Zeckwerkz has been creating architectural ceramics for commercial and residential situations since 1998. We design, manufacture and install architectural ceramics, architectural and decorative metal design elements, large decorated ceramic urns, water features and decorative hand formed and tooled copperwork.



This commission involved the design, manufacture and installation of three water features, in a new residential building.

Architecturally designed, the building is very organic, using natural materials, curved lines and lots of natural light. It is uniquely Australian, responding to our climate and landscape. The house is also understated, the facade belies the treasures within, which you come upon when you enter the front portal.

A central pond and waterwall form the core of the house and water flows from here to two other water features. There is a sense of their interconnectedness albeit on different levels and locations. The concept of water as a design element, is just as important as light, and its flow around the house is part of an energy continuum.

This project called for something special. In consideration of the style of the architecture and the nature of the design, the decorative motif we used had to be Australian in origin. It also had to tie all the water features together without just repeating the same thing in each situation.

Garry had made a drawing of the shadow made by a wattle branch some years ago and Jan, seeing the potential for other things, made this into a repeat pattern. The idea was then shelved for the next five years waiting for an opportunity to be used.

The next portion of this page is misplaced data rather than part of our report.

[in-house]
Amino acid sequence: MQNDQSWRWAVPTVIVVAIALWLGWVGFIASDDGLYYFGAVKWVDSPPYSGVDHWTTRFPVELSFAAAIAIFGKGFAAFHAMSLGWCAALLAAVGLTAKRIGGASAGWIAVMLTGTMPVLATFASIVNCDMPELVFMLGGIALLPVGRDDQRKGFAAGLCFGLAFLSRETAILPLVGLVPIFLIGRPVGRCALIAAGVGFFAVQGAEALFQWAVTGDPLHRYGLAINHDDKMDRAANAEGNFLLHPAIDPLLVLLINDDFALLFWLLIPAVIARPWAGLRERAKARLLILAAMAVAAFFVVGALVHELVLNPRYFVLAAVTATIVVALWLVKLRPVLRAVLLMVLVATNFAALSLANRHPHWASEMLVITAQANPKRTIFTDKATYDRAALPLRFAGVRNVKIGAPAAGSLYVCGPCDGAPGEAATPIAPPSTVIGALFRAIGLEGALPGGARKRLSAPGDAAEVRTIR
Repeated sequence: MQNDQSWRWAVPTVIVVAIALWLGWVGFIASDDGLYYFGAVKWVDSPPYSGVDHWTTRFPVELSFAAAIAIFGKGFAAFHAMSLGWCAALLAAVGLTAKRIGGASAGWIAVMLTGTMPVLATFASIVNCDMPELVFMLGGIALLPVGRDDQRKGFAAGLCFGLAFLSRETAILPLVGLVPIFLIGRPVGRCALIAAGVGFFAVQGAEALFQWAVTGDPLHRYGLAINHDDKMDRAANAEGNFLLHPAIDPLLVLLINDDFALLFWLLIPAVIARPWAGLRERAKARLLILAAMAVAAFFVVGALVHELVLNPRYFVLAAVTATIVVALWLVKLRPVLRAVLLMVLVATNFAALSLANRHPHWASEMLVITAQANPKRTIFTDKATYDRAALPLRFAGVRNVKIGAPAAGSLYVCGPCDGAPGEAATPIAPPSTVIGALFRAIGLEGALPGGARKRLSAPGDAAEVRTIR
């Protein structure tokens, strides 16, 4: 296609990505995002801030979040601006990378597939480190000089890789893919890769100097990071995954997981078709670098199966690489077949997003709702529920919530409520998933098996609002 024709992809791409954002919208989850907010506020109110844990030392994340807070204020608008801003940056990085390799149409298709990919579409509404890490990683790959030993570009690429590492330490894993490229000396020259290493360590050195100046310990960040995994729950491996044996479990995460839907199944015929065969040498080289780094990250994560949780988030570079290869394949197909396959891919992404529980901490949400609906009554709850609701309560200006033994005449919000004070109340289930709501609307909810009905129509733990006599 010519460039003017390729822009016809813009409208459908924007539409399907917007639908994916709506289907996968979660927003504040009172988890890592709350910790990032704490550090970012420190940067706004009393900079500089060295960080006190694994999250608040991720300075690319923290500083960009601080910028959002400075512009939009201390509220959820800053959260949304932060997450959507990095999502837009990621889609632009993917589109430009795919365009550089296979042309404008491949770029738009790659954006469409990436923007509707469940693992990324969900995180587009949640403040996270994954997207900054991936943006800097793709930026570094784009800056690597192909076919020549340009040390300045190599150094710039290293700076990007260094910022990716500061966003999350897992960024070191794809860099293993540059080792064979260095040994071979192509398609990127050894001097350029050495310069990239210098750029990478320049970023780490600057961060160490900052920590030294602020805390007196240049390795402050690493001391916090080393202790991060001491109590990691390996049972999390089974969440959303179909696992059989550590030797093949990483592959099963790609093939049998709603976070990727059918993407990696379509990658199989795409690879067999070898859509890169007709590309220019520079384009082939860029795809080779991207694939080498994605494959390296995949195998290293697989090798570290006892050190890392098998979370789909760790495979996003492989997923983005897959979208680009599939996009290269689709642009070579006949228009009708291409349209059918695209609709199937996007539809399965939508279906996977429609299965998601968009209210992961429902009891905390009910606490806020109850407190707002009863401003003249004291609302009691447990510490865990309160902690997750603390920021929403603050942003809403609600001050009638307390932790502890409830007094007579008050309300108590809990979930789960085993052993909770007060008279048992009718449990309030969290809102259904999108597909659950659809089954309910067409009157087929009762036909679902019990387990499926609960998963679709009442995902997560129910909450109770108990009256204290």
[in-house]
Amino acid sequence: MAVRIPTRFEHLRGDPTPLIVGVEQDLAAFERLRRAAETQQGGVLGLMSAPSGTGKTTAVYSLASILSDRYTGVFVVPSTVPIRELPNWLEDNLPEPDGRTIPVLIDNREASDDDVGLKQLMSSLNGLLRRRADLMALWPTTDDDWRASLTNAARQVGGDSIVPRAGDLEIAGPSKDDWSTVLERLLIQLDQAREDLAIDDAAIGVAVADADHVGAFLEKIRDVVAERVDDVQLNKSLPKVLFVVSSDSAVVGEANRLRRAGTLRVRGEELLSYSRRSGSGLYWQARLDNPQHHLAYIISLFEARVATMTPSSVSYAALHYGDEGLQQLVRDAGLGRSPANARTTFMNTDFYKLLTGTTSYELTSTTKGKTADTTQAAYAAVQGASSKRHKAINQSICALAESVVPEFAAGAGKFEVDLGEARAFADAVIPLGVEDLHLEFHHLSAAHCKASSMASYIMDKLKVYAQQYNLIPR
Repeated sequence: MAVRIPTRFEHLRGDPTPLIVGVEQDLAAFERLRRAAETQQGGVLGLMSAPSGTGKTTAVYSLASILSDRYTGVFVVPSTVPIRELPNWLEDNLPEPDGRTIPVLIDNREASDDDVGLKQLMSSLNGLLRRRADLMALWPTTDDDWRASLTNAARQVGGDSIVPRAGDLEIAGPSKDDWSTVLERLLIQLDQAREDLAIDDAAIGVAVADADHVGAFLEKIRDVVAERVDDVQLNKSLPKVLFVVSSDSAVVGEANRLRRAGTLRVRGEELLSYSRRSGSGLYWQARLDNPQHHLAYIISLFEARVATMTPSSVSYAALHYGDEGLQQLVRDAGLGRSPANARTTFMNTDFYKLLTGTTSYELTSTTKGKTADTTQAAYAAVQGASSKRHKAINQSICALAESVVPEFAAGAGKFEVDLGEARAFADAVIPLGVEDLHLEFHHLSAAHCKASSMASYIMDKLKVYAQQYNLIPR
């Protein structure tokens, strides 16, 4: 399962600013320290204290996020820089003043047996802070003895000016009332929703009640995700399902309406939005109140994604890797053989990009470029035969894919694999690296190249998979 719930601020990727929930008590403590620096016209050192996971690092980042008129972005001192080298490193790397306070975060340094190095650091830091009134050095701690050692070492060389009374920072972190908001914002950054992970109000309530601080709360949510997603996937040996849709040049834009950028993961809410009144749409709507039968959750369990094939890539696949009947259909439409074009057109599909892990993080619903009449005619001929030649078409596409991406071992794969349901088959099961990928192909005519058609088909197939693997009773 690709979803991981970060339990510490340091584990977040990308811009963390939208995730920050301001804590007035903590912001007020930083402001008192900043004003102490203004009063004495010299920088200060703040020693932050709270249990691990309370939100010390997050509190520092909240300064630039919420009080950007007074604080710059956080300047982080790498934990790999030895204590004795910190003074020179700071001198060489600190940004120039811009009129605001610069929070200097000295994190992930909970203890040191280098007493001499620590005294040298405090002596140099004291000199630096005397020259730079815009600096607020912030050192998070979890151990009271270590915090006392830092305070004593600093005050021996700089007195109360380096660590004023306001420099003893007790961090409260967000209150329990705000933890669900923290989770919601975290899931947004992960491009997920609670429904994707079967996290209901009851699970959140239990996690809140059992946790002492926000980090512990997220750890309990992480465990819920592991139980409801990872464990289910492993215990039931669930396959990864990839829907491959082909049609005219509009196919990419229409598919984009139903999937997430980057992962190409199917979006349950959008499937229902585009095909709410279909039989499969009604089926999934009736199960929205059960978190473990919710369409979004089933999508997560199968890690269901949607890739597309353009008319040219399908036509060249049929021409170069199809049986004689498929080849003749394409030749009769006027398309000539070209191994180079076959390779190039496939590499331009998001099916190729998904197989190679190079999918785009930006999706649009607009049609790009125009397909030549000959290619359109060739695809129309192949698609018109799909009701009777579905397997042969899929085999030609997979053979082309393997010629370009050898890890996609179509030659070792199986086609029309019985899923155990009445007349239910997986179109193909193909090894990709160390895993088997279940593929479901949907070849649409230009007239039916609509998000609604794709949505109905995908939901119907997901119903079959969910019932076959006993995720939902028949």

The Dalkeith project presented us with just that opportunity. We knew it needed artwork that would relate and also have the maturity to stand the test of time. We also wanted to use the same motif, in a variety of media, colours and scales, like a harmony in music that runs through a composition, sometimes quiet and soft and sometimes loud and bold. The wattle pattern was capable of carrying all these variations.

Perforated copper was cut in the wattle pattern and formed the outer screen to the Entry water feature. The water feature was created as a copper chute to follow the shape of the column to which it was fixed. Water is supplied through the column and flows down the chute and into the pond.

The water from the Entry feature flows down a series of bridges beside the entry path and over a final spillway wall and into a trough that spreads the water across the mosaic wall below. The mosaic tiles are handmade vitreous stoneware with applied textures. The tiles to the spill way wall, the trough and the bottom of the wall are also handmade.  

A curved wall formed the backdrop to the main water feature inside the house. Vitrified commercial floor tiles were screen printed with ceramic enamels using the same wattle motif at a slightly larger scale than the perforated copper screen.  The tiles cover an area 2.4 metres high by 4.8 metres long. A perforated copper screen with the same wattle motif was hung in front of the main water wall and obscured the water delivery system from view. Handmade tiles were designed and made to form the top edge to the pond and cover the junction of the fibreglass pond lining and the rendered wall above.

A hand made copper capital was made for the column which rises out of the pond, through two stories, and supports a curved soffit to the room above.


© Copyright - Sue Warrington | Zeckwerkz 2012